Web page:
I knew a woman once, mother of a friend, who was almost incapable of watching movies and television. When something dramatic was about to happen on screen, she’d squeal, and then either go into the kitchen or the bathroom, shouting back to let her know when it was past this part so she could come back. Every single time when something dramatic was happening, the thing that scrunches your insides up and widens your eyes in anticipation, she’d be out the door, hands over ears.
It wasn’t just suspense either. Not just when the ingénue opened the creaky door against every dictate of common sense and the warning of the background music. No, even when it came to the simple dramatic moments: the moment of tension as the elaborate plot is realized, the emotional swelling as the delivery room pauses before the baby’s first cry, the slow burn anticipation as two lean ever so gradually in for the long awaited kiss. All those things were just out for her. That dramatic tension before events happen drove her from the room like a vegan from a sausage factory.
We all do it, though perhaps not to such a point of dysfunction. We flip channels, watch something for a while, then flip at the cliffhanger that makes us roll our eyes at the commercial break, because the characters or plot irritate us such that we don’t want to go through the discomfort of dramatic tension on their behalf. When we don’t trust the storyteller, we aren’t willing to sit through the discomfort generated by his story. Good drama or comedy discomforts us by its nature. Sometimes, it lands wrong, I couldn’t watch The Office for its first few years because at the time it hit so close to my everyday existence that there was no humor to it.
Good drama and comedy causes discomfort in order to pay off in the end. We can’t care if the sheriff survives the shootout if we don’t cringe with him as he cries out of character in the chapel the night before. When we trust storytellers, we’re willing to stomach the discomfort in order to have the relief on the other side. In a lot of ways, a good story is like beating your head against a wall, feeling so good once it’s done. Stories without that discomfort are terrible stories, whether they are dramas or comedies. They’re emotionally toothless. That’s not to say that every story has to put you through a ringer, but the great ones, and even the good ones, should feel like your psyche just went ten rounds with Mike Tyson, if only because they make you double check that your ears weren’t bitten off.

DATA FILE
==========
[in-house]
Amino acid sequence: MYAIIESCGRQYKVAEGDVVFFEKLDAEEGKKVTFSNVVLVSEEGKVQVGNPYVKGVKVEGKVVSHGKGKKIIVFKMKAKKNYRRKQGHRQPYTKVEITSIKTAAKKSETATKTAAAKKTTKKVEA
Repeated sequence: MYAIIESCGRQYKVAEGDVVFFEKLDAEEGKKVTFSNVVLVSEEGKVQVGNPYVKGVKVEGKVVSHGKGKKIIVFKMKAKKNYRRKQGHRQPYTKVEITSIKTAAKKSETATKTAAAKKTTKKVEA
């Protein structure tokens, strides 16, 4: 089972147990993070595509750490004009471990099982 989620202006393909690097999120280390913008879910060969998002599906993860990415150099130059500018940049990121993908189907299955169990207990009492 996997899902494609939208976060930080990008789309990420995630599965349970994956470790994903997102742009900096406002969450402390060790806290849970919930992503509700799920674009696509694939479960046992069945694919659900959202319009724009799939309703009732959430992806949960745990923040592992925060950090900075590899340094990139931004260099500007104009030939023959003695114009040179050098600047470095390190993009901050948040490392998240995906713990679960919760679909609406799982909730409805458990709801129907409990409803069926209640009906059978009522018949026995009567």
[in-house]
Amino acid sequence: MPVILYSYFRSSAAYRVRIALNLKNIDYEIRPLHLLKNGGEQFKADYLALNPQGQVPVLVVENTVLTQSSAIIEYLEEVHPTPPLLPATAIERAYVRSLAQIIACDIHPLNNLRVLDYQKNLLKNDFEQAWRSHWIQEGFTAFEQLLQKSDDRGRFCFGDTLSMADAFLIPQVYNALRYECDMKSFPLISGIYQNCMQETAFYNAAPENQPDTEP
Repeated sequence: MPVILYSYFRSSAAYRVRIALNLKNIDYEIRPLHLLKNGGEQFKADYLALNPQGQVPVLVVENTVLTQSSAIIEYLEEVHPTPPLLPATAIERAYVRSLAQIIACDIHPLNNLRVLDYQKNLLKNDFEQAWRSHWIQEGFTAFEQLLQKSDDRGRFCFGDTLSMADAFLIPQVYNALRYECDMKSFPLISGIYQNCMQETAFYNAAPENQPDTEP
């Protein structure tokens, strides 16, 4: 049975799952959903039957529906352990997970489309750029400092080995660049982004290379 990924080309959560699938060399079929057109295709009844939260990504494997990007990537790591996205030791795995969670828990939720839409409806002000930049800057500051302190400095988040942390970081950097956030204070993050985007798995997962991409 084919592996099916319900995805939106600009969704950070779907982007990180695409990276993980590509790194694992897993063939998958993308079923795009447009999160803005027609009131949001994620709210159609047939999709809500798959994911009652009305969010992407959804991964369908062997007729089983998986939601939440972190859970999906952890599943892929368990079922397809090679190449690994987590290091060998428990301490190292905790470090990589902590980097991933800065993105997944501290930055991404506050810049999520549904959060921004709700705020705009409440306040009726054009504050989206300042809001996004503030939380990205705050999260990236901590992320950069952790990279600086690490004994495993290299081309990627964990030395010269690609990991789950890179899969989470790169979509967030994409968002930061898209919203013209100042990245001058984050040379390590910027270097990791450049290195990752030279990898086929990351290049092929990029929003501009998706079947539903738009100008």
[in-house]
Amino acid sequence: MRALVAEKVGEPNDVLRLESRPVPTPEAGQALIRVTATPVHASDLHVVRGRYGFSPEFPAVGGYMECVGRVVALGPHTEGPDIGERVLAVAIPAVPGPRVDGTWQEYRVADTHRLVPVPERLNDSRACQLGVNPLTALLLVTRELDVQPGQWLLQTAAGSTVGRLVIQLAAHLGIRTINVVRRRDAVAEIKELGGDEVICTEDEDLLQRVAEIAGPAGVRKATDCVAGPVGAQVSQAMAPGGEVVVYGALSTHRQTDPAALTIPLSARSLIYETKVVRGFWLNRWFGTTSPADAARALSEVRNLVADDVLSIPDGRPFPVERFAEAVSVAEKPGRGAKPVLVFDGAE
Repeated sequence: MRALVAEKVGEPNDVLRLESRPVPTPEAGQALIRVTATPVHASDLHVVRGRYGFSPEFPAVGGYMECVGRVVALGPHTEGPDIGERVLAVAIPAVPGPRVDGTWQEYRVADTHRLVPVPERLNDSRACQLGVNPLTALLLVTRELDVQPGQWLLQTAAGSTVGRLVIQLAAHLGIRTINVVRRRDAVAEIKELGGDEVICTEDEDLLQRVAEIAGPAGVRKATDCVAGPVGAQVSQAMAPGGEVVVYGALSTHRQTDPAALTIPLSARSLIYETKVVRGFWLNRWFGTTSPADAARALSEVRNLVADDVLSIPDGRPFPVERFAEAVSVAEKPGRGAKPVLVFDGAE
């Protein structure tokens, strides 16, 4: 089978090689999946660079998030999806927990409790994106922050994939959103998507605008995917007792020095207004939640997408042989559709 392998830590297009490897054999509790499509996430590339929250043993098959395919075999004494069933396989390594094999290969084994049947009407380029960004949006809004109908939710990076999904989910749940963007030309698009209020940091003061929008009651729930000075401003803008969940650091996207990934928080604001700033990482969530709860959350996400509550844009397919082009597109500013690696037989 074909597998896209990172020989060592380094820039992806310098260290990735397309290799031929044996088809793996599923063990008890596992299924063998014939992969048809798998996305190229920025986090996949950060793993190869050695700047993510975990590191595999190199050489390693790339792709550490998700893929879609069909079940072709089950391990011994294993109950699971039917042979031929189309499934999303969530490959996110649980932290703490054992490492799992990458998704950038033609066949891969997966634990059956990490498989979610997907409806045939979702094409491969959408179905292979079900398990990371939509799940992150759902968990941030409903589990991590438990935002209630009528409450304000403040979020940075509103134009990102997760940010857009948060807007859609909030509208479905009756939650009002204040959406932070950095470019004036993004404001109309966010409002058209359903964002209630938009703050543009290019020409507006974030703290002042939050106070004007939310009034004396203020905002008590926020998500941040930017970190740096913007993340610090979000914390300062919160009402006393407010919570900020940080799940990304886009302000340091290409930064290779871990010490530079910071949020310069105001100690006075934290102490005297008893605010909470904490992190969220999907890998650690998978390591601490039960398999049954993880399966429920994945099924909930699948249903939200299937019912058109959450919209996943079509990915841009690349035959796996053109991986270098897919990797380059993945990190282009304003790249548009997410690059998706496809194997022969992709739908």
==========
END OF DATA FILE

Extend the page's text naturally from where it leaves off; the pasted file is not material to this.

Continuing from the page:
But there’s a threshold problem here. See, we might be willing to walk through fire for certain storytellers. We’d probably watch at least three episodes of our families being tortured before we gave up on a new Vince Gilligan series. But those from unknowns, or those stories we just hear from the rumors and Internet are worth watching? There’s less of a threshold before we just turn the channel instead of enduring the discomfort long enough to get to the payoff.
And here’s the dark side of Netflix, and infinite on demand entertainment. Twenty years ago, if you rented a movie, and popped that old black tape into the grinding gears of the VCR? You were going to watch that movie until the end. It’s not like you were going to bother stopping it, rewinding it, and finding another tape. It’s not much of a barrier to change, really, nothing compared to a generation before that with only three stations plus the radio. But it was just enough to make you suck it up and watch, or at the very least to not pause it while you go preheat the oven.
But with an infinite amount of entertainment available at your fingertips, there’s no barrier of change any longer. Uncomfortable part of the fifth episode dragging on? Well you can have the pilot of the next show on your list playing before you can alt-tab over to Facebook while it loads.
The consequence of this is that it our threshold has dropped, it’s easier to ditch the discomfort for something of a known quantity, or just for the entertainment equivalent of junk food. I’ve been ever so slowly working my way through Breaking Bad on Netflix. I started over the summer and manage to watch an episode every couple of weeks or so. It’s that dense of a show, it’s that much work, that no matter how good it is, it’s just too easy to go watch some Parks and Rec or Community for the third time instead.
I don’t know if this is a bad thing, or if it has even become a common enough phenomenon that it’s going to cause adjustments to the creative decisions behind television series and movies any time soon. But I do know that I’ve got a half dozen different series that I have every intent of watching, but have been stopped and not picked up again in the middle of episodes, invariably at points where the discomfort is peaking, the dramatic tension building, and there’s been something shiny in another window that pulled my attention away for weeks or months.
Steven Lloyd Wilson is a hopeless romantic and the last scion of Norse warriors and the forbidden elder gods. His novel, ramblings, and assorted fictions coalesce at www.burningviolin.com. You can email him here and order his novel here.